Paralleling CAT Generators

I have on site three CAT generators, 500 kVA capacity and generating at 400 V 50 Hz. Two of the sets are identical, both engine and generators, with VR6 HMI. The third one has got a VR3 HMI. The sets generate on a common bus and the 400 V is fed to a 5500 V station through a 400/5500 V transformer. When paralleling, each set behaves independently and someone is required permanently to adjust the voltage on the generators. The support is very poor where I am and I would like to make the right decision. I have been requested to purchase additional cards to effect the load sharing. I would really appreciate comments from forum members.


Sounds like you have a system with the units operating in both frequency and voltage droop. VR3 AVR’s and VR6 AVR’s usually don’t play well together in a cross current compensation circuit. Are the VR6’s a retrofit or an original AVR?

Let’s back up a bit, I need some more details. What engine models and what kind of governing? Newer engines will have their governing integral with the ECM (Engine Control Module), older engines will have either Woodward or CAT hydramechanical governors or Woodward electronic governors. Does the kW load share work as desired or do you have issues with it?

On the VAR sharing, do all of the units have droop CT’s installed? On the VR6 equipped machines you have the option to use the original CAT nominal 1 amp CT (looks like a bar type CT instead of a donut or window) or a 5 amp nominal CT, which type do you have? On the VR3 equipped machine if it has a droop CT it will be the old style CAT CT, the VR3 does not work correctly with a “normal” type CT.

As noted above the VR3 is an obsolete AVR and frankly I change them out whenever I get the chance. The VR6 is still a production item and is actually a Basler AVC63-12 regulator, the CAT version is only available in 240 VAC sensing.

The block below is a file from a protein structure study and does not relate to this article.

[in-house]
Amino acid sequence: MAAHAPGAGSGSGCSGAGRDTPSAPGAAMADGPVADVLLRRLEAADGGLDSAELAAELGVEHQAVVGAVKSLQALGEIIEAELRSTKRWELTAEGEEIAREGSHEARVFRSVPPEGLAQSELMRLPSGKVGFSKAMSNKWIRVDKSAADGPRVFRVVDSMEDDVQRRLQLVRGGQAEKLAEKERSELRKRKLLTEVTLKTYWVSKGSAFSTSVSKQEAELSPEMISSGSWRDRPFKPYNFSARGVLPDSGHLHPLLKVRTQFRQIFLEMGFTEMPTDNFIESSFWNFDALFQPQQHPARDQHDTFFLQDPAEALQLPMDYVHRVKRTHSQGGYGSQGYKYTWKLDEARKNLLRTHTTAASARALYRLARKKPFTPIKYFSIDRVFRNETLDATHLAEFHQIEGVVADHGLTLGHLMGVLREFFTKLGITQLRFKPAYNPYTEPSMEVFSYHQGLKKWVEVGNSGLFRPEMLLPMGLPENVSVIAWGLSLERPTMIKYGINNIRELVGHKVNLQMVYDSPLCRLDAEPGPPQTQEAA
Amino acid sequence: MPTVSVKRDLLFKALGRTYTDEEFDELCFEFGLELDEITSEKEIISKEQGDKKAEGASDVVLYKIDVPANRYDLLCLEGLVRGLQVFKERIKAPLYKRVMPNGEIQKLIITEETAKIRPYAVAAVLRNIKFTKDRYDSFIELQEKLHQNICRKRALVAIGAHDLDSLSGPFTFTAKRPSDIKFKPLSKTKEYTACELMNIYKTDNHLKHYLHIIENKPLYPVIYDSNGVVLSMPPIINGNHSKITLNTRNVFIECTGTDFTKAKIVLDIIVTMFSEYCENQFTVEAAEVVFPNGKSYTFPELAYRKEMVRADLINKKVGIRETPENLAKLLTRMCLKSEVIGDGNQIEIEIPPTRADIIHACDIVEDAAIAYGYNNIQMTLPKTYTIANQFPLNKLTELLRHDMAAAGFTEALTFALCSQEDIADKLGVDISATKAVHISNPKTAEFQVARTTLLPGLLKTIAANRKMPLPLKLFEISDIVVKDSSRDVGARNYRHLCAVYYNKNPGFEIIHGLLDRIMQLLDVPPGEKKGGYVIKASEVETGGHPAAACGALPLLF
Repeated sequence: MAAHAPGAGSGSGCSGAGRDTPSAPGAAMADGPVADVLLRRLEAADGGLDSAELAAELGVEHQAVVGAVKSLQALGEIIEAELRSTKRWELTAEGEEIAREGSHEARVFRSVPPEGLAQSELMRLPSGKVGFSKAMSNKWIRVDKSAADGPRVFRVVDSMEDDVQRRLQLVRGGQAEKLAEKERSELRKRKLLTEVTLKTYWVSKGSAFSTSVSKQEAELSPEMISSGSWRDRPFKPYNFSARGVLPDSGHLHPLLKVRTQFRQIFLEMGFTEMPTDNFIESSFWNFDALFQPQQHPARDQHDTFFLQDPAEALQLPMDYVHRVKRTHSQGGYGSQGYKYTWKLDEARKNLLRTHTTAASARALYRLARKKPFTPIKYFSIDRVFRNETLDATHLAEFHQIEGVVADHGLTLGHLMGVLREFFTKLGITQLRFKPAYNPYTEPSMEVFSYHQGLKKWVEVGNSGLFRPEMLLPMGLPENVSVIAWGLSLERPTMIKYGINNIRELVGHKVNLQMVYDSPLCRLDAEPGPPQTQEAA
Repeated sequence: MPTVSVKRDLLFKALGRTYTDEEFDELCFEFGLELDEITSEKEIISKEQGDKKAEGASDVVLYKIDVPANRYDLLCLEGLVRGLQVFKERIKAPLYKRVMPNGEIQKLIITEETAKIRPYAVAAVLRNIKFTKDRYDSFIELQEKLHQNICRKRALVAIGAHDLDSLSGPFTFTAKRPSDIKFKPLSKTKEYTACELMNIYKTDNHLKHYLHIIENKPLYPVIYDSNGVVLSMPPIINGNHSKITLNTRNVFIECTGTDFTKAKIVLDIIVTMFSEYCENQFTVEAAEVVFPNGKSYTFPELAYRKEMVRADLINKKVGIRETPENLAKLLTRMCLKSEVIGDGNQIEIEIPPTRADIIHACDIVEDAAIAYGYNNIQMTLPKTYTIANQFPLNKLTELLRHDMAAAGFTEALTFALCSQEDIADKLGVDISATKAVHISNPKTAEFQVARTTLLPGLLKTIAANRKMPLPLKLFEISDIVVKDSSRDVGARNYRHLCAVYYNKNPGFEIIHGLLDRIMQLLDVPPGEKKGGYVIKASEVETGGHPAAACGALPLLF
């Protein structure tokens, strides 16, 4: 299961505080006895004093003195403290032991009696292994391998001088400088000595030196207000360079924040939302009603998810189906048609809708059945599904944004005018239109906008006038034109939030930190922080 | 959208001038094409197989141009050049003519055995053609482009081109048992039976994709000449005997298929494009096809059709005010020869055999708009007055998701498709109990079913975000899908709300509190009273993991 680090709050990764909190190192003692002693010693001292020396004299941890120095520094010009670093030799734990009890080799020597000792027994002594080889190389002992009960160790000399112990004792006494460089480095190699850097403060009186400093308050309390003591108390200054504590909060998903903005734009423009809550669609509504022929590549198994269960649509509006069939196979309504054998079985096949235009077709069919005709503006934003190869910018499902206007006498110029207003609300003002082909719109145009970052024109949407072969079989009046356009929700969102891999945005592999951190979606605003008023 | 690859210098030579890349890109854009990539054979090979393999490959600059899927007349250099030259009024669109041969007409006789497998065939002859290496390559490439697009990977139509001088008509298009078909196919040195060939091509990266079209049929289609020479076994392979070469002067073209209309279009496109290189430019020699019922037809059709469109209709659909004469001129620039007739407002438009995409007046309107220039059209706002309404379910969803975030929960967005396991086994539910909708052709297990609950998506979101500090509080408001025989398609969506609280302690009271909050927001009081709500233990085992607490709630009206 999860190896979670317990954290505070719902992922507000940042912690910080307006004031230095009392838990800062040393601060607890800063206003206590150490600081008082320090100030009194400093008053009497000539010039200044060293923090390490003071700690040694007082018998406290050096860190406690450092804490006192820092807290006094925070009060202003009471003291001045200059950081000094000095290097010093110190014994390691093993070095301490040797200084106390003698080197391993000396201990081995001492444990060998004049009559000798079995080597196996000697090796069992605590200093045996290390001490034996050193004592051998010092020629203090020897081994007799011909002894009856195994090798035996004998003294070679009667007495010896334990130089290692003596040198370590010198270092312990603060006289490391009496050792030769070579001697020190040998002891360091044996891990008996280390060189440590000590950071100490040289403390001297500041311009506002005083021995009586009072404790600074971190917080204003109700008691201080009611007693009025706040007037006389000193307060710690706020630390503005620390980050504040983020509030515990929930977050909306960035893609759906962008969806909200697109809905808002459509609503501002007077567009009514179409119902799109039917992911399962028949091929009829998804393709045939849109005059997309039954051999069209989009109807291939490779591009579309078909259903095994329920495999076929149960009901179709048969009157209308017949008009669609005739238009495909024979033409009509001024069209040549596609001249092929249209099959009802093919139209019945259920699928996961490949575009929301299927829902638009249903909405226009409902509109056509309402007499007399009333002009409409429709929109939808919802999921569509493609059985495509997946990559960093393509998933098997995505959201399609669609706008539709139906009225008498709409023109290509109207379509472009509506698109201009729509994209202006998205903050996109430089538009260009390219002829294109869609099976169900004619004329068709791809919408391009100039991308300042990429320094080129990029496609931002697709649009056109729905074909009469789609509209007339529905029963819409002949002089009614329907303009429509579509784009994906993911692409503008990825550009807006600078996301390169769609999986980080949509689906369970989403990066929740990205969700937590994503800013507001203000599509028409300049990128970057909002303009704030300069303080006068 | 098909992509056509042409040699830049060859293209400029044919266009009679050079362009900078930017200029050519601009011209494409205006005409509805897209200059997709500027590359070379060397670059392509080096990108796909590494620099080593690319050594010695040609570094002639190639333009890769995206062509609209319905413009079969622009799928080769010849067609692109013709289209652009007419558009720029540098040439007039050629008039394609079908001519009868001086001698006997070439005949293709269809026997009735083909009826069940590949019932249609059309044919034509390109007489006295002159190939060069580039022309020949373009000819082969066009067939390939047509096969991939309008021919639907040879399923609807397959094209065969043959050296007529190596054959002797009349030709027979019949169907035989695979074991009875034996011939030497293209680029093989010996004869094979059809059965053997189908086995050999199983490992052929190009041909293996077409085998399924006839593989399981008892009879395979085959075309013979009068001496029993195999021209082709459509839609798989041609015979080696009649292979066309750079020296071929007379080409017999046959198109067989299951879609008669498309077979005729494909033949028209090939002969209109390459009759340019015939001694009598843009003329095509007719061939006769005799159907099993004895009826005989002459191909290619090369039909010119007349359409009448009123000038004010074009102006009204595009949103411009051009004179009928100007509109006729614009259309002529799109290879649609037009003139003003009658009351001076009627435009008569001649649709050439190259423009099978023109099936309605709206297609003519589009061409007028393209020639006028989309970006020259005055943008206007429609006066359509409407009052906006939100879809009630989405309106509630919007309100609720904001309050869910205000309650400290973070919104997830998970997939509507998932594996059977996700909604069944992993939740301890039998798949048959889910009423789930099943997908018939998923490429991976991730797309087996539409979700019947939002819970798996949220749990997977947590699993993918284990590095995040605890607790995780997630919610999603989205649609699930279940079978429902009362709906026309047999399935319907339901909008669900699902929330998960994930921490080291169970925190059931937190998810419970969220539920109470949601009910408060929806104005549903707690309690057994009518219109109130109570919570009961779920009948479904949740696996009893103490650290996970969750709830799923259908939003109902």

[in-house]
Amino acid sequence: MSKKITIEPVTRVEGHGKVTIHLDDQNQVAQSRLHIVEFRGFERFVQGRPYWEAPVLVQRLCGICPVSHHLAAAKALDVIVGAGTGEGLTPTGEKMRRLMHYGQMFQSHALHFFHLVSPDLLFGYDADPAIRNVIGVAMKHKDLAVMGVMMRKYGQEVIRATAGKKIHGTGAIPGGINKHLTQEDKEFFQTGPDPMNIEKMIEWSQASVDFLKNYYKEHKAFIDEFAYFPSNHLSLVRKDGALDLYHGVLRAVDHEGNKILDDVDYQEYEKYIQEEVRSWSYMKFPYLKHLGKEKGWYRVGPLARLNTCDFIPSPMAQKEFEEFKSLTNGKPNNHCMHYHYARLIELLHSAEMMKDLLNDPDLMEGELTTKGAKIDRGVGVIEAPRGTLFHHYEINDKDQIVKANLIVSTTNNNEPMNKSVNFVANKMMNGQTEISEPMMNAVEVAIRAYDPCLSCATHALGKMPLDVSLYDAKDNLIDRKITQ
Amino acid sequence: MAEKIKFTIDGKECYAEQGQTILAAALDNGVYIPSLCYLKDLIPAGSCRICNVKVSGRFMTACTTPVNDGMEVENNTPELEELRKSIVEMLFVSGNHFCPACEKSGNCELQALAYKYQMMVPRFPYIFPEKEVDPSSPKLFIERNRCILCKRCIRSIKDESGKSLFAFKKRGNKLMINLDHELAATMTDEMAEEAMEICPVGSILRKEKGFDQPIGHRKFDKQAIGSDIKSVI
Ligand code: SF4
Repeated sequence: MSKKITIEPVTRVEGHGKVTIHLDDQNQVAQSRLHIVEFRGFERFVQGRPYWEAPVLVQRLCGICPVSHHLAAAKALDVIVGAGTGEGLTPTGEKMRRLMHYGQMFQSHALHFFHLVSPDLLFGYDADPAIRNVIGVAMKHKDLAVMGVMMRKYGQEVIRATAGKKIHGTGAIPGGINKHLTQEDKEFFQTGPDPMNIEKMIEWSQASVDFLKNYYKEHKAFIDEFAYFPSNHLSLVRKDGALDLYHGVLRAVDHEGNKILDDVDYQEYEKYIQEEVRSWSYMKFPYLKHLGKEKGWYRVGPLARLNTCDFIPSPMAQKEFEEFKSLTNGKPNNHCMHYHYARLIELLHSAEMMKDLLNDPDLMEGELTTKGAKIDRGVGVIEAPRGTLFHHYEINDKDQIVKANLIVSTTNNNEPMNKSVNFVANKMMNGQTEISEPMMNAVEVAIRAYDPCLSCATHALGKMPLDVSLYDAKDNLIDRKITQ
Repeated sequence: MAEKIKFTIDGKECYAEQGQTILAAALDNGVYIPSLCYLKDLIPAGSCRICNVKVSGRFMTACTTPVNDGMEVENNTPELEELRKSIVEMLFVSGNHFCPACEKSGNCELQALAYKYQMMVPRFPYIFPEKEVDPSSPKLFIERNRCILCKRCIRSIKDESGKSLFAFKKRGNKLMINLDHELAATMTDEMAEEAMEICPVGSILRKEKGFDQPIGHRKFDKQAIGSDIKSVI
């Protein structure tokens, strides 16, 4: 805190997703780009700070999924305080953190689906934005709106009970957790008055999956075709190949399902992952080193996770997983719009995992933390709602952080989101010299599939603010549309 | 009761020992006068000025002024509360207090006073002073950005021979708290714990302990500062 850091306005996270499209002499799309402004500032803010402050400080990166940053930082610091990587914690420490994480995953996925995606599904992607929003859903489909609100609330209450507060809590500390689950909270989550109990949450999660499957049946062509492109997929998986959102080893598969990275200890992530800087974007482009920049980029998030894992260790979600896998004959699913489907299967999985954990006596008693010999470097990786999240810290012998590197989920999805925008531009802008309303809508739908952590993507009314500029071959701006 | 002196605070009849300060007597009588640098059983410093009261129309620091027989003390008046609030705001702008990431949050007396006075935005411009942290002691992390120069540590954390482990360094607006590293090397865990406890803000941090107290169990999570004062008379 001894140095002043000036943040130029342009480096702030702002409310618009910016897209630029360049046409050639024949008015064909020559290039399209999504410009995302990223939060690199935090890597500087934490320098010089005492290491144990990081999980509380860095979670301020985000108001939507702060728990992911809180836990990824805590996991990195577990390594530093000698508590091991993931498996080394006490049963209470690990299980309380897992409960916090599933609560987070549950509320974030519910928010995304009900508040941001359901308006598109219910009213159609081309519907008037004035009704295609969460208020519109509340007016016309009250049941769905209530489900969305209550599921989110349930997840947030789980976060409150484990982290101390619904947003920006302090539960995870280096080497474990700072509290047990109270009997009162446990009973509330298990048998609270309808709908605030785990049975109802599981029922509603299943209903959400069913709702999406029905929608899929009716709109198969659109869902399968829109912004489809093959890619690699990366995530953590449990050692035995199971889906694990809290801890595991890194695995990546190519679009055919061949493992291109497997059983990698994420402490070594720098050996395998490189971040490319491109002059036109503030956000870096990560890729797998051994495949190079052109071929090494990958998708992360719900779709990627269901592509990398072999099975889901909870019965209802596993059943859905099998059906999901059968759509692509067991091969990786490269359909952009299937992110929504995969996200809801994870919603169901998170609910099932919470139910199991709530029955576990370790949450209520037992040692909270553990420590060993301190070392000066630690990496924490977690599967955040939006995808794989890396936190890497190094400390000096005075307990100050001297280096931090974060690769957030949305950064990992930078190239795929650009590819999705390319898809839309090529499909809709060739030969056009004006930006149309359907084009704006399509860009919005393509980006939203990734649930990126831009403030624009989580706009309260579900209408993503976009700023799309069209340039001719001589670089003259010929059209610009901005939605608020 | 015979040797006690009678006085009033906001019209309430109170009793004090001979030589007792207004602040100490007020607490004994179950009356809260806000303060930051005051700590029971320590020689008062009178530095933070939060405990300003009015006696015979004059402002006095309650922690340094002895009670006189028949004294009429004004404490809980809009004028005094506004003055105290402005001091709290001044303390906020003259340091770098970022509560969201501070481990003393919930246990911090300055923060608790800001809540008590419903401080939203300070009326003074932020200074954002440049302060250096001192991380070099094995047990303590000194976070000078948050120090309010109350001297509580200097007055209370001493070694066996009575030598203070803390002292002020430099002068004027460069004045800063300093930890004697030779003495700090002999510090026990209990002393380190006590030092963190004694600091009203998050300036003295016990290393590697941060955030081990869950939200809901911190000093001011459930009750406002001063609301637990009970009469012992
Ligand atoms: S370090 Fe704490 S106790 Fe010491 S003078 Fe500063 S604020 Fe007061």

If you are satisfied with the operation of the kW load share and only wish to address the VAR share and voltage control, I think your best solution would be as follows:

  • Replace the VR3 AVR with a VR6 (or Basler AVC 63-12).
  • Install 5 amp nominal CT’s on all the units, based on the info provided the rated current is about 720 amps, use 800:5 CT’s installed on the B phase.
  • Set all AVR voltage droop pots the same, I would start at about 30% ot the potentiometer, It’s likely you don’t have a resistive/reactive load bank so this will be a good starting point. Also make sure you set the stability pots the same, I usually start at 50%.
  • Use the Basler instructions and wire the droop CT’s in a cross current compensation circuit.
    [Go to There is the Basler AVC63-12 manual, it also has a cross current description and schematic and I find it better than the CAT manual for the VR6).]

I have done a large number of smaller systems, two to five generator sets paralleling using a Woodward kW load share line system like the 2301A and the LSM (Load Share Module)use and the AVR’s connected in cross current.

A note on cross current: It works best when the units are the same size or well matched proportionally, and the same type AVR with similar droop and stability settings. When installed and setup correctly I find the usually VAR share to less than 5% and voltage droop is very low, usually no more than 2%. Systems trying to use CAT 1 amp CT’s usually don’t work worth a darn, some people get them to work for awhile, but I don’t find them reliable. Some folks feel you can do a cross current system with no voltage droop. You can make it work but I find them not very stable. If you go to a cross current system, keep people from messing with the voltage adjust pots. On the last system I did (and several before) the pots on the front of the panel are dummies. If you install and adjust the system correctly, the voltage will stay pretty close, and your VAR share will stay good. Biggest mistake is someone tries to maintain the system using panel meters that are not accurate. Set everything up with one good quality DMM, record the settings and let it do its job. I have systems I have setup over 10 years ago that have stayed working well.

If you find that you desire a better form of control, and/or want to improve your kW share as well, there are several options. I lean towards controls made by Woodward, but there are others. More details about your system and what you would like to achieve can provide you with better recommendations.

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catserveng, This is a fantastic reply. Your ability to step back and TEACH someone about the environment they are working in is fantastic. Thank you for using forums to learn and share.